Nasa is working on a spacesuit that will have a built-in toilet for its next space mission. Technically called "long-term waste disposal system", such toilets have not been in use since the Apollo missions.
The new suit, being made for human space flight beyond low-Earth orbit, is called the Orion Crew Survival Systems Suits (OCSSS), reports Space.com. They will be used for deep space human exploration. Orion is, as of now, big enough only to support human flight to the Moon and back. The craft is unlikely to be used in Mars missions. Seeing as how Nasa has turned its attention back to the moon, this is likely to be used first.
Nasa has said that the Orion will have toilets, just like the Shuttle, but the suit-based toilet will be used in case the cabin should de-pressurise and the astronauts have to stay in their suits to survive. The new spacesuit is built to sustain life for up to six days, notes the report.
Astronauts, both men and women will be able to eat, urinate and defecate in their suits for six days without having to take it off, if needed.
"That is a really long time...but then to live in a suit with all of your waste right by you for that long of a time, it could get gnarly pretty quickly," said Kirstyn Johnson, Nasa engineer leading the design of internal systems for the suit.
As of now, astronauts like the ones who live and work in the International Space Station (ISS), have two types of suits – one for launch and re-entry and the other one for when they work outside the space lab and space walks called the extravehicular mobility unit. Both suits have maximum absorbency garments that work like diapers. The report mentions that this was sufficient in most cases as they are not meant to be worn for longer than 10 hours at a time.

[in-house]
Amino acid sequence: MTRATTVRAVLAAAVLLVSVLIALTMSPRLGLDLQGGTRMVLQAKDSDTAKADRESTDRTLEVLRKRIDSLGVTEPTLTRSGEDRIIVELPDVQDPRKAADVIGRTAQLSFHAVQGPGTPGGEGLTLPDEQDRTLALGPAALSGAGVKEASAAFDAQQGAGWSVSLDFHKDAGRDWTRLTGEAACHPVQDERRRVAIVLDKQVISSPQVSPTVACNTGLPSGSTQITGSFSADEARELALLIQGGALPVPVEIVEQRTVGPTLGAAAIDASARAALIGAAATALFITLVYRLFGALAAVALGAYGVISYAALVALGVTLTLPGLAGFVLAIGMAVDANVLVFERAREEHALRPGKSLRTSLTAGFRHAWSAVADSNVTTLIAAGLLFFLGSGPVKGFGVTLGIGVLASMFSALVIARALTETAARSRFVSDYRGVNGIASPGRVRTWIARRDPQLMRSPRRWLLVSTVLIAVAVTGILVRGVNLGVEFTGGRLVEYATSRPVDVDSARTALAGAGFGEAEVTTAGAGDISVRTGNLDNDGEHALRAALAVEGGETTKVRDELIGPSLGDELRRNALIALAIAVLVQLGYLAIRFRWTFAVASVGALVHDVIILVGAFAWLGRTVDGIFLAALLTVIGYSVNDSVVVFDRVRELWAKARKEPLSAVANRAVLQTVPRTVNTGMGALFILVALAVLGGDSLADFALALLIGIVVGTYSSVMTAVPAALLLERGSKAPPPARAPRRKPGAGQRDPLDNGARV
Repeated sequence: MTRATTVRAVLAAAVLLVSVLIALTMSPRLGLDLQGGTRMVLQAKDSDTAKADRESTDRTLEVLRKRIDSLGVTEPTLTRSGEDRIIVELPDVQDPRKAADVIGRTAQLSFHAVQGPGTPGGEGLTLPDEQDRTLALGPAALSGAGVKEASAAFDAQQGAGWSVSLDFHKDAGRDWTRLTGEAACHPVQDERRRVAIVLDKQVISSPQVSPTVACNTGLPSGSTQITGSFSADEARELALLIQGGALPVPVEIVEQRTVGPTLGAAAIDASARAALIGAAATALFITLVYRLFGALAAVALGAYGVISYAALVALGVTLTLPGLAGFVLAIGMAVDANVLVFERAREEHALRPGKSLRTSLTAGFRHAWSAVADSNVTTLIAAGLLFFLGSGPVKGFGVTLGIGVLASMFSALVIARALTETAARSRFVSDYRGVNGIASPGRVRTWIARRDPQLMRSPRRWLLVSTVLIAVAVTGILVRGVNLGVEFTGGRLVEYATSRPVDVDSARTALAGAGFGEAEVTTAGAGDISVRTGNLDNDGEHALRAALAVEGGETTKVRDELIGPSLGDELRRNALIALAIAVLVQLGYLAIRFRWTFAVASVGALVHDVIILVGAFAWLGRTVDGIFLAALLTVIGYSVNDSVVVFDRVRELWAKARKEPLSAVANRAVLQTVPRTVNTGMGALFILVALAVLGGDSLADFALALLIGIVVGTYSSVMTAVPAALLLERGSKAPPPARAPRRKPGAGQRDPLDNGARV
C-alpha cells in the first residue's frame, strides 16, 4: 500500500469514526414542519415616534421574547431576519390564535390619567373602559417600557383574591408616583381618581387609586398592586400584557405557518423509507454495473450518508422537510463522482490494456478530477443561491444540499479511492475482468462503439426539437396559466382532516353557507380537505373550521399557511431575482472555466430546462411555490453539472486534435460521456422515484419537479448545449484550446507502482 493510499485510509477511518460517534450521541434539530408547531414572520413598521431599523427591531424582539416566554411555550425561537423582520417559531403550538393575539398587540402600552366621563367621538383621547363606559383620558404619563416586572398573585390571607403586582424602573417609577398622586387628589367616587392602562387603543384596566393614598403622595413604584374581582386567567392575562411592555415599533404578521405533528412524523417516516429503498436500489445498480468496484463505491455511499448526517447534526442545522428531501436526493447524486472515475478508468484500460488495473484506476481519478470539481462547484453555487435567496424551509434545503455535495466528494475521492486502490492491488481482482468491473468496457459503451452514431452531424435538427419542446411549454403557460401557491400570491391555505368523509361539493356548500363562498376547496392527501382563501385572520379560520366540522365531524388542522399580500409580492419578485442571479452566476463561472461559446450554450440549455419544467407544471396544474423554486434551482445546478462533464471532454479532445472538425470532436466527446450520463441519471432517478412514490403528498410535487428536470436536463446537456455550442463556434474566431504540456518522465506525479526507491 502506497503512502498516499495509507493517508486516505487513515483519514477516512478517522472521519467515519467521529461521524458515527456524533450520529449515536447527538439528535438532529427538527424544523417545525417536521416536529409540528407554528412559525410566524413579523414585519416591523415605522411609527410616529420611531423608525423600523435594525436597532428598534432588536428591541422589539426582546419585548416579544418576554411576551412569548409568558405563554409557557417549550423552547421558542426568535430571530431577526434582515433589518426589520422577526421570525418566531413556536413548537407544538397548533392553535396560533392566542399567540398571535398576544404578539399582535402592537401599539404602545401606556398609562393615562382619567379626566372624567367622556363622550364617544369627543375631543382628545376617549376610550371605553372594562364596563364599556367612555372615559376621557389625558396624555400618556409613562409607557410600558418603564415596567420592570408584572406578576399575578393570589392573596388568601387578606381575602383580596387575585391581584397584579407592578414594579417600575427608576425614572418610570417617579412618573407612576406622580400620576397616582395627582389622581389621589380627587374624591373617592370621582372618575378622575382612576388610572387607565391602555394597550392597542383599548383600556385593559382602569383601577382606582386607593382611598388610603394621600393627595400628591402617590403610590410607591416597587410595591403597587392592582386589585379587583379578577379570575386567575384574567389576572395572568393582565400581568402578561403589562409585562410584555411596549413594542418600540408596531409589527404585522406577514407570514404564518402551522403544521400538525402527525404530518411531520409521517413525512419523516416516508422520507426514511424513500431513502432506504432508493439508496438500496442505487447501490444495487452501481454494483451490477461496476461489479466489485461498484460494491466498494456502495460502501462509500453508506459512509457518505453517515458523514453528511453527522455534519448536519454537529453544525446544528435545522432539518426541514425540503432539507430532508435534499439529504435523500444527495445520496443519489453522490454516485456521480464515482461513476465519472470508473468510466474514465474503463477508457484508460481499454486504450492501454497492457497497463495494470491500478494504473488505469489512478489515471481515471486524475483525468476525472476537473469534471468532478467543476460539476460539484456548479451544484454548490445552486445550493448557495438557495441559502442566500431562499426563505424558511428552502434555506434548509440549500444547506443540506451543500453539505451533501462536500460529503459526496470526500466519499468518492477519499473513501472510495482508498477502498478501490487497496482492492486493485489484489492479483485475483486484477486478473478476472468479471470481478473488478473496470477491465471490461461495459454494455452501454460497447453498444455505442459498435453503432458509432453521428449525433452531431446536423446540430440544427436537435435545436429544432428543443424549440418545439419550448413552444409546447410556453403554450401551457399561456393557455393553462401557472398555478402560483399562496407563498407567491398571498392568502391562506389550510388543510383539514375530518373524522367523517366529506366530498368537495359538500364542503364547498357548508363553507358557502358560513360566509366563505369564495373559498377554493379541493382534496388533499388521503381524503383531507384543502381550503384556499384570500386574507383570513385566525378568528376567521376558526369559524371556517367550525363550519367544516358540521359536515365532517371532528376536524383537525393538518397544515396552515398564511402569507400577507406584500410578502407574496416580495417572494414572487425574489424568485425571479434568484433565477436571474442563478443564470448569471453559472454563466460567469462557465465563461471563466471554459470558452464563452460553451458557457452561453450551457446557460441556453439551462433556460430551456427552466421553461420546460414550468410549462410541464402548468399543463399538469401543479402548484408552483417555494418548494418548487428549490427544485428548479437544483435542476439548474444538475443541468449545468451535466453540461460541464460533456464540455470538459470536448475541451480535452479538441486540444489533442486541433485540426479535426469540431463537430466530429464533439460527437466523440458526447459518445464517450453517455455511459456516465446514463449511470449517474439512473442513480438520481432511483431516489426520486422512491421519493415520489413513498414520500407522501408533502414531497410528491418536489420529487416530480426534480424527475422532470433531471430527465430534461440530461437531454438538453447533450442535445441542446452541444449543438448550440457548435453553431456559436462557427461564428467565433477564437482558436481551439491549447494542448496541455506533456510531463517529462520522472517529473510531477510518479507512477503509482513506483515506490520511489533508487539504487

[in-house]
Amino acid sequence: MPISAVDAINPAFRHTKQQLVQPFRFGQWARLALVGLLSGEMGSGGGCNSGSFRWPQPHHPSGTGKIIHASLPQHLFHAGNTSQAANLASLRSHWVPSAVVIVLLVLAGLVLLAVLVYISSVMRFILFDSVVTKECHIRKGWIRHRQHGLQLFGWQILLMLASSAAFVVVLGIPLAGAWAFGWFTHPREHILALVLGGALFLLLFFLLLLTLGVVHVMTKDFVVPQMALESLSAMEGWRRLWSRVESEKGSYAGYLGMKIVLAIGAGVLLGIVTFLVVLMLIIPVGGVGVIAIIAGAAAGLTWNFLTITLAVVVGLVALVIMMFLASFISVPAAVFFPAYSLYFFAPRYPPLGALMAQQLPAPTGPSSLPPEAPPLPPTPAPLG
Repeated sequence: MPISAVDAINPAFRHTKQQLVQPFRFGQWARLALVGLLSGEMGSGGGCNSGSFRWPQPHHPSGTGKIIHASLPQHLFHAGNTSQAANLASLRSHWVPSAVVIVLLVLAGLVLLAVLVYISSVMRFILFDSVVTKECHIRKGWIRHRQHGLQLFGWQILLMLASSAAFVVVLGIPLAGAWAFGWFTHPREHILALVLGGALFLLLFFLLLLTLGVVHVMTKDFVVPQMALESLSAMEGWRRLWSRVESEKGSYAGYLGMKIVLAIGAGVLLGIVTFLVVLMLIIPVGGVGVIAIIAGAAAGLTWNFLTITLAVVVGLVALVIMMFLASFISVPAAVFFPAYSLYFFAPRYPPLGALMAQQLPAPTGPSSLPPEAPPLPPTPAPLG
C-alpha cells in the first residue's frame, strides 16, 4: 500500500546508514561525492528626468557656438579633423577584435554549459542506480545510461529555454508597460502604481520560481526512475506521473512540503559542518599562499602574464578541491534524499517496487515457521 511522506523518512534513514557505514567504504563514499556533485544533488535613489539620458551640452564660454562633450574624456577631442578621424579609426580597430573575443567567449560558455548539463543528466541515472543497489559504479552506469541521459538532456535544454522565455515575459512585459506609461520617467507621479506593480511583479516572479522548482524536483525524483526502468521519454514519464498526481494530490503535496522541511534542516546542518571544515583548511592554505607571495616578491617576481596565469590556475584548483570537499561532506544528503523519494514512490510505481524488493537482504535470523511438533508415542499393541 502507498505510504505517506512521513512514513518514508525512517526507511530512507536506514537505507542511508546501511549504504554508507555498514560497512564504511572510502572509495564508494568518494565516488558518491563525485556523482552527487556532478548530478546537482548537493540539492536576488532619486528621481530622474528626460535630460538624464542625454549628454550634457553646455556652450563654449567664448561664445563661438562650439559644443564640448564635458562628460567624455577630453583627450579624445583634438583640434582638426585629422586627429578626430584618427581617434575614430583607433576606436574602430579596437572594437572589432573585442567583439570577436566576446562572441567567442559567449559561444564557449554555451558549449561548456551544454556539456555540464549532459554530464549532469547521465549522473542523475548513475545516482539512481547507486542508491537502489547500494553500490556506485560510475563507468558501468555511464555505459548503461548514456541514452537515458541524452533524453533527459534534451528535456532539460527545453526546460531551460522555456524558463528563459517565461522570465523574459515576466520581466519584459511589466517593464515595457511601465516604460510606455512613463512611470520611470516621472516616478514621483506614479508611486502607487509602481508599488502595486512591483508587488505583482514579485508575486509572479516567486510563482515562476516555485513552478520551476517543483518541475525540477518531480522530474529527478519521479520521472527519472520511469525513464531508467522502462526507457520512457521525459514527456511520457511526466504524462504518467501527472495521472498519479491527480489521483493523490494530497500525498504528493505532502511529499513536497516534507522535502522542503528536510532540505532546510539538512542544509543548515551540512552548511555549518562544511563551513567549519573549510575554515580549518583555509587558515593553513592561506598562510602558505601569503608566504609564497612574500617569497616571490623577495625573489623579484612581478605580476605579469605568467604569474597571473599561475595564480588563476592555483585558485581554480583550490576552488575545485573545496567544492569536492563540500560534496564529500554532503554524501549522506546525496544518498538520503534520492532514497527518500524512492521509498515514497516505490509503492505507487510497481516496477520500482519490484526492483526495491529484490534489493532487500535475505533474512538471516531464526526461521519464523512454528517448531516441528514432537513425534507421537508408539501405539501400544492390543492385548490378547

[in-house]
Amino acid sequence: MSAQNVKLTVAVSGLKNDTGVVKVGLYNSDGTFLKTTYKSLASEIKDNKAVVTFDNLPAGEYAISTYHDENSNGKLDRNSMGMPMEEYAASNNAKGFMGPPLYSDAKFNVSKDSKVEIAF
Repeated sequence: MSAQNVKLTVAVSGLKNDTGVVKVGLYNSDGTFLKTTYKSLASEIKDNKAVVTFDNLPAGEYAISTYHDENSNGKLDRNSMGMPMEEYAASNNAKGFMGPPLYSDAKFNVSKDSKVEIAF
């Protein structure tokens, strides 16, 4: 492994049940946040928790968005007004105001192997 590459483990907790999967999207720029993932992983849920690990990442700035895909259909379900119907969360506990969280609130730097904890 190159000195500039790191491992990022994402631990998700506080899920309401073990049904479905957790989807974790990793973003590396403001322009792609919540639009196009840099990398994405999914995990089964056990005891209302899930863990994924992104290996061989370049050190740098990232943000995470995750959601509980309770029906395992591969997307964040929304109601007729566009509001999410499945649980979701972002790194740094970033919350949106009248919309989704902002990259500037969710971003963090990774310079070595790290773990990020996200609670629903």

The advantage with having diapers is that the user can easily remove and replace them at short notice. The diapers, however, "may not work 100 percent of the time — you might have leakage — but it gets the job done without us having to put too much effort into it up front in terms of design and certifying it," said Johnson.
For design inspiration, Nasa opened a "Space Poop Challenge" in 2016, notes the report. In spite of many ideas coming in, the space agency was unable to integrate them into a working spacesuit without a lot of redesign and development. This is when they looked back to the Apollo days for inspiration.
The suits will have several ideas carried over from the old suits like the urine collection condom catheter for men and fecal matter collection bags for both men and women. Urine collection for women is a bit trickier. "For females, it gets a little harder, obviously, because of the geometry of a person's body, and then you have to deal with issues like pubic hair," Johnson said of the in-suit system.
The team is currently working on the female urine disposal system and a lot of the design is still secret, noted Space.com. The design is expected to be similar to the tube system used by pilots on long flights.